MONTREAL — Air Canada chief executive Calin Rovinescu will retire next year after leading the company for more than a decade, with the airline’s longtime No. 2 set to inherit the role as the industry faces a once-in-a-generation crisis.
Michael Rousseau, Air Canada’s deputy chief executive and chief financial officer, will take the controls starting Feb. 15, when Rovinescu steps down.
Rousseau, 61, has been deputy chief executive at the Montreal-based company since December 2018 and Air Canada’s CFO since 2007.
Rovinescu, 65, has led the airline since 2009, when he came aboard as the Great Recession was taking a toll on the global travel market.
He has a long history with the airline: A longtime partner of Montreal’s Stikeman Elliott law firm, Rovinescu worked with Air Canada as lead external counsel during its 1988 privatization and repulsed a hostile takeover bid for the airline from Onex Corp. in 1999.
He joined the company as head of strategy starting in 2000, graduating to chief restructuring officer during its spell in bankruptcy court in 2003 before leaving the next year to co-found investment bank Genuity Capital Markets.
Since returning to Air Canada as CEO he has elevated it to consistent profitability, working out long-term labour agreements, buying fuel-efficient aircraft, launching low-cost subsidiary Rouge and driving Air Canada’s revenue to new heights of $19.13 billion last year.
He cemented his reputation as a skilled negotiator with the $497-million repurchase of Aeroplan last year — spun off from Air Canada in 2005 — and a renegotiated deal announced last week to buy rival Transat A.T. Inc. for $190 million rather than the original $720 million.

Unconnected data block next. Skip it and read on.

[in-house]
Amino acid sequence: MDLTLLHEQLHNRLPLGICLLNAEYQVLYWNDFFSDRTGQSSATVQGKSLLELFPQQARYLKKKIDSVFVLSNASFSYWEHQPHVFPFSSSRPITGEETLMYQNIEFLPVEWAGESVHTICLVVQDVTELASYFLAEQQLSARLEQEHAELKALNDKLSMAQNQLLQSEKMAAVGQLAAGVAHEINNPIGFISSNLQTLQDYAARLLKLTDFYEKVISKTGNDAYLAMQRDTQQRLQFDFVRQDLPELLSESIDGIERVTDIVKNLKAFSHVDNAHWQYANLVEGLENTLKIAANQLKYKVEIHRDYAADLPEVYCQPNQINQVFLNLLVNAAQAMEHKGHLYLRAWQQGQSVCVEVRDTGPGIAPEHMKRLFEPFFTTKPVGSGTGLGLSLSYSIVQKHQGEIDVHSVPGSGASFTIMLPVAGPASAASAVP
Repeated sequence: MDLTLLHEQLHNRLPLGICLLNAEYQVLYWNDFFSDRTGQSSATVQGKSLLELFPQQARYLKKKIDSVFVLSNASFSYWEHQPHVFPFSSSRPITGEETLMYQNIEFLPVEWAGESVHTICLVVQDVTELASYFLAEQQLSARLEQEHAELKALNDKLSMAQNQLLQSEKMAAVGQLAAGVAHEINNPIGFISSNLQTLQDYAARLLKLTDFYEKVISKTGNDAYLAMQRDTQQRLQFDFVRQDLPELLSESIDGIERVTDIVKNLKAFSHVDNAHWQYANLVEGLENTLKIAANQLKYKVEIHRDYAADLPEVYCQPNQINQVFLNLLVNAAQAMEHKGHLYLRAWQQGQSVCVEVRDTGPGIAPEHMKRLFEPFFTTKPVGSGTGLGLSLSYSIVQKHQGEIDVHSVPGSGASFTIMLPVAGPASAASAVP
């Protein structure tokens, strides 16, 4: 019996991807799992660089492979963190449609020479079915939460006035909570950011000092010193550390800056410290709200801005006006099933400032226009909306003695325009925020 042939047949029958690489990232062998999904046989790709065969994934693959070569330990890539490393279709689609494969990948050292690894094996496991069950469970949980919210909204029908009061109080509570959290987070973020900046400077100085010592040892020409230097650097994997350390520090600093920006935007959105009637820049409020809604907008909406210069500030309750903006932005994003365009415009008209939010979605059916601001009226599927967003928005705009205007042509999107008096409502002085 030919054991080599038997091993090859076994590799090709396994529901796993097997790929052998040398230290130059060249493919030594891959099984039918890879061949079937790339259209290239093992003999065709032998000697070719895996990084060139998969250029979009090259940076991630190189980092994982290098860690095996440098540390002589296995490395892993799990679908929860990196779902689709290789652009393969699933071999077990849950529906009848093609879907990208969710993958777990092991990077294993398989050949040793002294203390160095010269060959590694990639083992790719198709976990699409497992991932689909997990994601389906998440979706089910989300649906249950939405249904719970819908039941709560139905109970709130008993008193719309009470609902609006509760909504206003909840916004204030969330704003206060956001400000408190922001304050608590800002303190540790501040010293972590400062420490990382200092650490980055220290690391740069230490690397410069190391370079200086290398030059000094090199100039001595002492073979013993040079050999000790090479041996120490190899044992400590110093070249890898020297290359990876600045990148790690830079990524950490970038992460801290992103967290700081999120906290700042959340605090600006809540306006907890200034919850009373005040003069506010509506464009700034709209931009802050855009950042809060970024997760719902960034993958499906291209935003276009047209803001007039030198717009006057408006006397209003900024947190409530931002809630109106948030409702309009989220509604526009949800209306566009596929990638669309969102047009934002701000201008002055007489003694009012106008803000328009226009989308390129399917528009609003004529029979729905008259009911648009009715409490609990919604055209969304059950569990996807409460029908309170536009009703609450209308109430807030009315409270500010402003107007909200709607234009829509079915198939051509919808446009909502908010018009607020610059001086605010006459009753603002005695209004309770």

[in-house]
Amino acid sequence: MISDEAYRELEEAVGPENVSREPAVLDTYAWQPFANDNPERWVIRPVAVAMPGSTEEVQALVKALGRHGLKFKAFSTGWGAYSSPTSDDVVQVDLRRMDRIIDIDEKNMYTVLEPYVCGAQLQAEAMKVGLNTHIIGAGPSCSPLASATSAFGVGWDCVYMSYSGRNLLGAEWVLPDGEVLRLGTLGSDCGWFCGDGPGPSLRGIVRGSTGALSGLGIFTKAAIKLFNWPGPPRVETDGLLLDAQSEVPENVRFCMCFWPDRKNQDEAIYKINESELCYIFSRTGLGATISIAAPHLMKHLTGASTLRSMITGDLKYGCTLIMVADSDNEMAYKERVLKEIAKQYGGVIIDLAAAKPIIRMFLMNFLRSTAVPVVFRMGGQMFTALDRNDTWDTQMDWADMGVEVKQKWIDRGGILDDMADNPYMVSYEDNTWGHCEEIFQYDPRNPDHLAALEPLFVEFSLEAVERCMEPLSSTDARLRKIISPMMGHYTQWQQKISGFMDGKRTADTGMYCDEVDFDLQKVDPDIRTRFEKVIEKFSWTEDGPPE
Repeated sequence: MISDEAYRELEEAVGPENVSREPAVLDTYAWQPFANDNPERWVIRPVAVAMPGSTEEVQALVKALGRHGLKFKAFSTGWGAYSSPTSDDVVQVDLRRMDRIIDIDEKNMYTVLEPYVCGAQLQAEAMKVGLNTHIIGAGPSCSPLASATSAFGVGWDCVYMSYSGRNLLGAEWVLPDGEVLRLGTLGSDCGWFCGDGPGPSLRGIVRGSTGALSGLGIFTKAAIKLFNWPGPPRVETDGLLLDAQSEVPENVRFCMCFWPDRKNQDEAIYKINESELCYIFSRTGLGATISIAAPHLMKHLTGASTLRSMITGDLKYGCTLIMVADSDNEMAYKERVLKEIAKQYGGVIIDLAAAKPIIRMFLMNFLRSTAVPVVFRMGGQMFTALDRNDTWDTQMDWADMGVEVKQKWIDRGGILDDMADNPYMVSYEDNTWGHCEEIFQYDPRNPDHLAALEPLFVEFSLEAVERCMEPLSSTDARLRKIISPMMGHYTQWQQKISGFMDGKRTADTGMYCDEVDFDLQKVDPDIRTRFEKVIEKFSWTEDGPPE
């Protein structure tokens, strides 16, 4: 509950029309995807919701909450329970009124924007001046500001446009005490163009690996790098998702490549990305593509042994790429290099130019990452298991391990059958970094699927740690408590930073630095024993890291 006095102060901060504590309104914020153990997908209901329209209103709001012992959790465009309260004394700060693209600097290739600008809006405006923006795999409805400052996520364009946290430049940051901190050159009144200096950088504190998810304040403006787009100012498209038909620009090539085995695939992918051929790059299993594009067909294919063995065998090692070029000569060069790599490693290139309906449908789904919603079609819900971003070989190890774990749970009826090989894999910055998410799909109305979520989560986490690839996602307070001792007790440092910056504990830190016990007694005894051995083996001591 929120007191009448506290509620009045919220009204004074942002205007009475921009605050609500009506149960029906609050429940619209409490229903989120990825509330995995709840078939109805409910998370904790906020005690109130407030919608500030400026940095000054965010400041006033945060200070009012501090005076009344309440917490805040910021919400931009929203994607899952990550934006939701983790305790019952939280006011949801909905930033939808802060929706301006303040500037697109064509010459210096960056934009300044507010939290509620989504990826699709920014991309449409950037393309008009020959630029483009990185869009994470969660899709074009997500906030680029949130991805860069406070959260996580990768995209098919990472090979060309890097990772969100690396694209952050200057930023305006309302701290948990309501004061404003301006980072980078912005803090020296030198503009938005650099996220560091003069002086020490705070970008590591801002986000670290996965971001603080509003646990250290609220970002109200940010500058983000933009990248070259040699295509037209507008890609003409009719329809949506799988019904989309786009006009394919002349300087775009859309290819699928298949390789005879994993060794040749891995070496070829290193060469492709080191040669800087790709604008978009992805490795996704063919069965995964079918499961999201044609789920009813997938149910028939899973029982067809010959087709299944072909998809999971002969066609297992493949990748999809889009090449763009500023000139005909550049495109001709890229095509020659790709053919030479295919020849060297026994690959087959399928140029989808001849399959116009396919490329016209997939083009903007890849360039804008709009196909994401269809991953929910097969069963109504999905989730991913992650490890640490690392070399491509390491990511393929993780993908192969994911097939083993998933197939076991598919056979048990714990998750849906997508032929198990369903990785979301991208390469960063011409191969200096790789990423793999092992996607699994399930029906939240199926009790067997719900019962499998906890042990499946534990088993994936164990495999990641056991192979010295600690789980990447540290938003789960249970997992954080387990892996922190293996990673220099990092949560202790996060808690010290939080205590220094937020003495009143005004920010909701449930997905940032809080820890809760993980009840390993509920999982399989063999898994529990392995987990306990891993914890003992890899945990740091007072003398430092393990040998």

Air Canada shares would become the best performing stock on the Toronto Stock Exchange over his decade at the helm, returning more than 5,900 per cent through the end of 2019.
Rovinescu has been rewarded for his success, receiving $12.87 million in total compensation in 2019, though as of May 4 that figure had been halved thanks to a tanking stock price. He is also entitled to a nearly $800,000 annual pension, but agreed to waive his $1.4-million salary starting April 1, 2020, due to the pandemic.
As 2020 dawned, he sat atop the country’s dominant airline, flush with profits and liquidity and a share price that topped $52, miles above the penny stock it was in 2009.
“Under Mr. Rovinescu’s leadership, Air Canada rose to become one of the strongest network airlines globally and, until COVID-19, had exceptional share price performance to match,” Canaccord Genuity analyst Doug Taylor said in a note to investors.
What a difference a few months can make.
That state of affairs has been upended by the COVID-19 pandemic, which has devastated the global airline sector — Air Canada’s passenger revenues dropped 95 per cent year over year in its second quarter. The loss of income prompted 20,000 layoffs — 53 per cent of its workforce — as the Montreal-based company burned through $19 million per day, with little improvement in the last few months.